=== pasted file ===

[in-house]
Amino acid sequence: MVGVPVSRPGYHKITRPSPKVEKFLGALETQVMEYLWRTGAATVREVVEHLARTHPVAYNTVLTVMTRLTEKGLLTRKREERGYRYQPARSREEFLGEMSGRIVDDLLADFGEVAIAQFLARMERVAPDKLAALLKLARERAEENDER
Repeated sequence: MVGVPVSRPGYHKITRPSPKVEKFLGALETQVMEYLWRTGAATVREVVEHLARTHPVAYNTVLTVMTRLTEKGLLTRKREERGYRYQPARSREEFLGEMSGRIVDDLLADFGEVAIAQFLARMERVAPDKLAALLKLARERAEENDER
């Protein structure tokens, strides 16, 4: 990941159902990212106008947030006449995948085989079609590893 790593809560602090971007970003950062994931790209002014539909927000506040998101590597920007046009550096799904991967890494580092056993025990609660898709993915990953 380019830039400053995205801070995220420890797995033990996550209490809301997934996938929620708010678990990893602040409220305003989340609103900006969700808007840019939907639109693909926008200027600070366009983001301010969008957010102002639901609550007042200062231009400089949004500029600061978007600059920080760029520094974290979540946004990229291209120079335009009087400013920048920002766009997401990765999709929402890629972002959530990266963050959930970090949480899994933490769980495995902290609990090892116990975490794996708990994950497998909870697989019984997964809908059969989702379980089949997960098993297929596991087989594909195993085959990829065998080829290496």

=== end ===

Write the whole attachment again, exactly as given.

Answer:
[in-house]
Amino acid sequence: MVGVPVSRPGYHKITRPSPKVEKFLGALETQVMEYLWRTGAATVREVVEHLARTHPVAYNTVLTVMTRLTEKGLLTRKREERGYRYQPARSREEFLGEMSGRIVDDLLADFGEVAIAQFLARMERVAPDKLAALLKLARERAEENDER
Repeated sequence: MVGVPVSRPGYHKITRPSPKVEKFLGALETQVMEYLWRTGAATVREVVEHLARTHPVAYNTVLTVMTRLTEKGLLTRKREERGYRYQPARSREEFLGEMSGRIVDDLLADFGEVAIAQFLARMERVAPDKLAALLKLARERAEENDER
């Protein structure tokens, strides 16, 4: 990941159902990212106008947030006449995948085989079609590893 790593809560602090971007970003950062994931790209002014539909927000506040998101590597920007046009550096799904991967890494580092056993025990609660898709993915990953 380019830039400053995205801070995220420890797995033990996550209490809301997934996938929620708010678990990893602040409220305003989340609103900006969700808007840019939907639109693909926008200027600070366009983001301010969008957010102002639901609550007042200062231009400089949004500029600061978007600059920080760029520094974290979540946004990229291209120079335009009087400013920048920002766009997401990765999709929402890629972002959530990266963050959930970090949480899994933490769980495995902290609990090892116990975490794996708990994950497998909870697989019984997964809908059969989702379980089949997960098993297929596991087989594909195993085959990829065998080829290496």